“I wanted to get models who look like my sister, my cousins, and many other real Egyptian women,” she says.
“The model I got for this collection was Menna Hussein, who was a copy of my sister.” Amna explains. Amna thinks people liked the collection, but back in 2009a collection like this was still treated as exotic. Thinking it would just be a one-time thing to check the box of inclusivity.
Since then, she realized that all her steps have a few things in common, she is walking against the status-quo of society. She also realized the power of the issues she tackles through her collections and unique designs. Amna is looking to challenge the norm through every campaign she launches. She did an all dark-skinned models shooting aiming to change the beauty norms. She stood against color discrimination in collection by featuring dark-skinned women and men Road to Nairobi and last but not least in her collection, The City of The Amazigh.
A lot of girls with dark skin, look up to natural curly heads like Amna and send her messages on social media telling her they love her work and her curls!
“My mom never straightened my natural curly hair and this created so many insecurities for me when I was a little girl,” she says.
“I asked myself why I don’t look like one of the girls with long straight hair, but it made me who I am today”, Amna says. Racing against all trends, Amna recently cut her curls into a pixie cut and the reason behind it is also related to breaking beauty standards. “A few months before I shaved my head, I did a story on social media about how people are now considering curly hair a trend, but that it’s starting to backfire when it gets commercial and mainstream”, Amna explains.
Never wanting to follow trends blindly and embracing uniqueness in every way possible, she didn’t want to be identified just by having exotic curls. She loves her face, her skin and her work and designs. She goes on to explain that she hears women saying, “I hate my hair and I want to have curls”, she adds that with the wrong message about forcing curly hair, girls who don’t have curly hair feel insecure and left out. “The curly hair movement was about embracing natural curly hair, not forcing women who have straight hair to buy expensive products to follow the trend”, Amna continues about why we miss inclusivity and diversity in our society, she goes on to talk about how the media is the most important messenger of featuring diversity.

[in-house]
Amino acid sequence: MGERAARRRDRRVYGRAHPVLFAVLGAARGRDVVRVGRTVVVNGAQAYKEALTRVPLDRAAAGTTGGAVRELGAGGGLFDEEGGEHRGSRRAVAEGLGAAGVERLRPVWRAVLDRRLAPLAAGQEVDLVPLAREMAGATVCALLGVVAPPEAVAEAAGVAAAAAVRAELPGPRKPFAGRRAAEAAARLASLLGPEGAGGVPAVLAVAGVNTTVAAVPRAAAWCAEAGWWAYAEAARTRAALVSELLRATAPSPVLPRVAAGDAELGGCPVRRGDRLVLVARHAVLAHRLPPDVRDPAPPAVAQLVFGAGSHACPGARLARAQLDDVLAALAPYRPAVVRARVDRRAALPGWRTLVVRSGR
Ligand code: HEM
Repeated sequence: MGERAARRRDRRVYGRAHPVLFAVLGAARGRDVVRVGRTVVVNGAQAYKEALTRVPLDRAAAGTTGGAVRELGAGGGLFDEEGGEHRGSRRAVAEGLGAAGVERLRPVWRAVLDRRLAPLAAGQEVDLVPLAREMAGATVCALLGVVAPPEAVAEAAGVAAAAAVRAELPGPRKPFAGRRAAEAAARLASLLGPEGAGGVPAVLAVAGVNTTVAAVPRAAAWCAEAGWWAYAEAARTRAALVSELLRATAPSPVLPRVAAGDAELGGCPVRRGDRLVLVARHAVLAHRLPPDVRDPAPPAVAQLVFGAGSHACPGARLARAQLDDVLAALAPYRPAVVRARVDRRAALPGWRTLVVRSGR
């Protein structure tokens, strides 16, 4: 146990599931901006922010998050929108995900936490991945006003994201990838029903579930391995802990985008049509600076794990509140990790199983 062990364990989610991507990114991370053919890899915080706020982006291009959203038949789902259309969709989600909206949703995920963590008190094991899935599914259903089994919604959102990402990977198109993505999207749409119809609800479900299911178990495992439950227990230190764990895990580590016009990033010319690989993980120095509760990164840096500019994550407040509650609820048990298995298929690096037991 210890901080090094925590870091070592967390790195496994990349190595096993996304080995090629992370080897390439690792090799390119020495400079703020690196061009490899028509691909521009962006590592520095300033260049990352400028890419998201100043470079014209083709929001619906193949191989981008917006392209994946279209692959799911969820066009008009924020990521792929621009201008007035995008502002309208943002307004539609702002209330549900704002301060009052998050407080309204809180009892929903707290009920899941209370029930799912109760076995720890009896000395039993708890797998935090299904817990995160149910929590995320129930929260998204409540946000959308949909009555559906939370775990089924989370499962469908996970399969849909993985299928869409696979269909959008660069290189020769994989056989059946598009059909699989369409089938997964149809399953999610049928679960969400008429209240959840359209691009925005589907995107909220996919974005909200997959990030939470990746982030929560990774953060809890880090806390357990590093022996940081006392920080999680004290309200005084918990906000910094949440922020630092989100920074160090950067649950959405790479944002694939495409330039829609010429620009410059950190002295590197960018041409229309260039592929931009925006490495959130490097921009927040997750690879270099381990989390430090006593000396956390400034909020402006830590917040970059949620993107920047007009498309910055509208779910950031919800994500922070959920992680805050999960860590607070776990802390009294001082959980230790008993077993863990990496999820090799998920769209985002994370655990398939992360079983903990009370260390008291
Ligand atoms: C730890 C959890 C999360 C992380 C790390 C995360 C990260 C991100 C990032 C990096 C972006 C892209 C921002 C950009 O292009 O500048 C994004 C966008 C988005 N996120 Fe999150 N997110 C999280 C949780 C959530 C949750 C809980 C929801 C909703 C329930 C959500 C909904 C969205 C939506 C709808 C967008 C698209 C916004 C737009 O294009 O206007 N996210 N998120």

She believes that when we are growing up we are always seeking to look like the woman on the cover of the magazine. “I read “heya helwa bas samra” on social media as a comment on my wedding pictures, but I was glad people responded asking those commentators “Why is a dark-skinned girl not pretty?”, Amna adds.
What if the Beauty of Diversity becomes the new beauty standard? A standard that makes people who work in the film and beauty industry think twice when they choose to leave out a talented black skinned or curly haired actress. A standard that makes society question how they perceive beauty. A standard that will influence us by women like Amna and Gehad who could be the role models we have been wanting to look at in magazines and think they look like us. Looking like the woman on the cover through embracing natural and diverse beauty.